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The 261 participants each provided 2 mL saliva samples collected with DNAGenotek OG-250 kits, and complete DNA was extracted following manufacturer’s recommendations. DNA samples were genotyped using an Illumina HumanOmni2.5Million-BeadChip genotyping array following manufacturer’s instructions. We followed the quality-control procedures for genotypic data curation using Illumina’s GenomeStudio Genotyping Module v2.0 described in Verdu et al., 2017. Genotype-calling, population-level quality-controls, and merging procedures are detailed in Appendix 1—figure 1.

In summary, we extracted a preliminary dataset of 259 Cabo Verdean Kriolu-speaking individuals, including relatives, genotyped at 2,118,835 polymorphic di-allelic autosomal SNPs genome-wide. We then merged this dataset with 2504 worldwide samples from the 1000 Genomes Project Phase 3 Auton et al., 2015; with 1307 continental African samples from the African Genome Variation Project (Gurdasani et al., 2015; Network et al., 2019) (EGA accession number EGAD00001000959); and with 1235 African samples (Patin et al., 2017; Perry et al., 2014) (EGA accession number EGAS00001002078). We retained only autosomal SNPs common to all data sets, and excluded one individual for each pair of individuals related at the 2nd degree (at least one grand-parent in common) as inferred with KING (Manichaikul et al., 2010), following previous procedures (Verdu et al., 2017).

After merging all datasets (Appendix 1—figure 1), we considered a final working-dataset of 5157 worldwide unrelated samples, including 233 unrelated Cabo Verdean Kriolu-speaking individuals, of which 225 were Cabo-Verde-born, genotyped at 455,705 autosomal bi-allelic SNPs (Figure 1; Figure 1—source data 1). Note that, for this working-dataset, the fraction of missing genotypes was very low and equaled 7.0 × 10–4 on average within Cabo Verdean islands of birth (SD = 3.0 × 10–4 across islands).

Individual utterances of Kriolu

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We collected linguistic data for each of the 261 Cabo Verdean individuals using anthropological linguistics questionnaires, and semi-directed interviews. Each participant was shown a brief (~6 min) speech-less movie, ‘The Pear Story’ (Chafe, 1980), after which they were asked to narrate the story as they wanted in ‘the Kriolu they speak every day at home’. Discourses were fully recorded without interruption, whether individuals’ discourses were related to the movie or not. Then each discourse was separately fully transcribed using the orthographic convention of the Cabo Verdean Kriolu official alphabet “Alfabeto Unificado para a Escrita da Língua Cabo-verdiana (ALUPEC)” (Decreto-Lei n° 67/98, 31 de Dezembro 1998, I Série n° 48, Sup. B. O. da República de Cabo Verde).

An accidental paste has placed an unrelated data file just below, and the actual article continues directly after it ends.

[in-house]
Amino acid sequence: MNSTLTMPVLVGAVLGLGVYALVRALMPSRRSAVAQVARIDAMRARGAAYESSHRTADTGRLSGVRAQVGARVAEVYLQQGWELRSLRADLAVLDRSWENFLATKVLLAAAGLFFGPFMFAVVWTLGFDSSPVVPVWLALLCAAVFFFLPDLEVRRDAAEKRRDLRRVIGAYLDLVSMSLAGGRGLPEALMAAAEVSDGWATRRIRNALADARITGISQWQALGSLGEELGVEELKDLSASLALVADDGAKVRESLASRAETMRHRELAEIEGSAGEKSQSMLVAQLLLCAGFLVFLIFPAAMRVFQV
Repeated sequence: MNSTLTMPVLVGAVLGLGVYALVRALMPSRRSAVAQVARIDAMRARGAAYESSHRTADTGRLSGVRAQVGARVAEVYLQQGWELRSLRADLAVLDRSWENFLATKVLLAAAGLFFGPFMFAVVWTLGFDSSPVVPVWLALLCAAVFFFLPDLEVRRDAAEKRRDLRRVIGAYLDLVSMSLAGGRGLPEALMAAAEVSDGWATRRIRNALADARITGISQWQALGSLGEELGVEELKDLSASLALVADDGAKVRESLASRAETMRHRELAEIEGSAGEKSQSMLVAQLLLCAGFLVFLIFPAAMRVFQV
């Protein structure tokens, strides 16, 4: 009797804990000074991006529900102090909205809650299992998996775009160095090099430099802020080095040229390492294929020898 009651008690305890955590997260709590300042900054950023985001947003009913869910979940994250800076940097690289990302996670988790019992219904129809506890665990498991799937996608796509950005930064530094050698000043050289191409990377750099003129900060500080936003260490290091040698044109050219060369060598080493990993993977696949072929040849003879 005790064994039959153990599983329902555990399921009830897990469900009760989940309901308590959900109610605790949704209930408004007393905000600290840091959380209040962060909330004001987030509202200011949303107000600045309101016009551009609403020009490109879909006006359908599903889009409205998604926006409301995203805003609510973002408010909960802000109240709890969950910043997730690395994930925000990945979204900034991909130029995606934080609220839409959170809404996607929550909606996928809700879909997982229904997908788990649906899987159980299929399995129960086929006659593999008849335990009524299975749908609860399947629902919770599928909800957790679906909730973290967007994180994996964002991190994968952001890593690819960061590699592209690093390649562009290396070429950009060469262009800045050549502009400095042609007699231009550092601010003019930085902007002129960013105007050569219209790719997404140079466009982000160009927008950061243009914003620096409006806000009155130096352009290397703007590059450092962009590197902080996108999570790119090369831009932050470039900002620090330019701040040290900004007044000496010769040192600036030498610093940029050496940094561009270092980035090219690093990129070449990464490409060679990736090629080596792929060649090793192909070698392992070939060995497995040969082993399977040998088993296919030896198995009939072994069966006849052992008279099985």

Building on the approach of Verdu et al., 2017, we were interested in inter-individual variation of “ways of speaking Kriolu” rather than in a prescriptivist approach to the Kriolu language. Thus, we considered each utterance as defined in Croft, 1996p.107: “a particular instance of actually-occurring language as it is pronounced, grammatically structured, and semantically interpreted in its context”. Transcripts were parsed together and revealed 4831 (L=4831) unique uttered items among the 92,432 uttered items transcribed in total from the 225 discourses from the genetically-unrelated Cabo Verde-born individuals. To obtain these counts, we considered phonetic, morphological, and syntactic variation of the same lexical root items that were uttered/pronounced differently, and we excluded from the utterance-counts onomatopoeia, interjections, and names. Note that we were here interested in the diversity of realizations in the Kriolu lexicon, including within the same individuals. In other words, we are interested in both between-speaker and within-speaker variation. Also note that a very limited number of English words were pronounced by particular individuals (10 utterances each occurring only once), and were kept in utterance-counts.

Individual Kriolu utterance frequencies

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The list of unique uttered items was then used to compute individual’s specific vectors of uttered items’ relative frequencies as, for each genetically unrelated Cabo Verde-born individual i (in [1, 225]) and each unique uttered item l (in [1, L=4831]), fi,l=ni,l/j=1Lni,j, where ni,l is the absolute number of times individual i uttered the unique item l over her/his entire discourse, fi being the vector fi,1,fi,2,,fi,L. We compared vectors of individuals’ utterance-frequencies by computing the inter-individual pairwise Euclidean distance matrix as, for all pairs of individuals i and j, dfi,fj=l=1Lfi,l-fj,l2, (Verdu et al., 2017).

African origin of Kriolu utterances